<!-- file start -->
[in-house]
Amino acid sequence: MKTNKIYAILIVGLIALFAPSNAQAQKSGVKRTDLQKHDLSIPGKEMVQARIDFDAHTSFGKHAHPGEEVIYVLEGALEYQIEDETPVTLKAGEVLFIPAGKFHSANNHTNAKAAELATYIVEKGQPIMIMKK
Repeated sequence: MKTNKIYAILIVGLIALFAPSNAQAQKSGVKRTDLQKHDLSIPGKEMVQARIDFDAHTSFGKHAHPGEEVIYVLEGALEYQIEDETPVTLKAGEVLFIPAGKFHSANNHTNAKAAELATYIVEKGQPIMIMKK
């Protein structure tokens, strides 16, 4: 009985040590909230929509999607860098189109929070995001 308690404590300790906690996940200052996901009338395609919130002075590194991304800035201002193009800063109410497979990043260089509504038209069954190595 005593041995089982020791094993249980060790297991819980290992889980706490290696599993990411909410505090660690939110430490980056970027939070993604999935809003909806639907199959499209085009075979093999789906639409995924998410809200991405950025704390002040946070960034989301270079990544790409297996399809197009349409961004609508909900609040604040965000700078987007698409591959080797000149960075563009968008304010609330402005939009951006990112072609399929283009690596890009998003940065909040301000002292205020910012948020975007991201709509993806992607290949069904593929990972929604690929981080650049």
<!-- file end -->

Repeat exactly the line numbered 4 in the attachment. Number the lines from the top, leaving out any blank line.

């Protein structure tokens, strides 16, 4: 009985040590909230929509999607860098189109929070995001 308690404590300790906690996940200052996901009338395609919130002075590194991304800035201002193009800063109410497979990043260089509504038209069954190595 005593041995089982020791094993249980060790297991819980290992889980706490290696599993990411909410505090660690939110430490980056970027939070993604999935809003909806639907199959499209085009075979093999789906639409995924998410809200991405950025704390002040946070960034989301270079990544790409297996399809197009349409961004609508909900609040604040965000700078987007698409591959080797000149960075563009968008304010609330402005939009951006990112072609399929283009690596890009998003940065909040301000002292205020910012948020975007991201709509993806992607290949069904593929990972929604690929981080650049």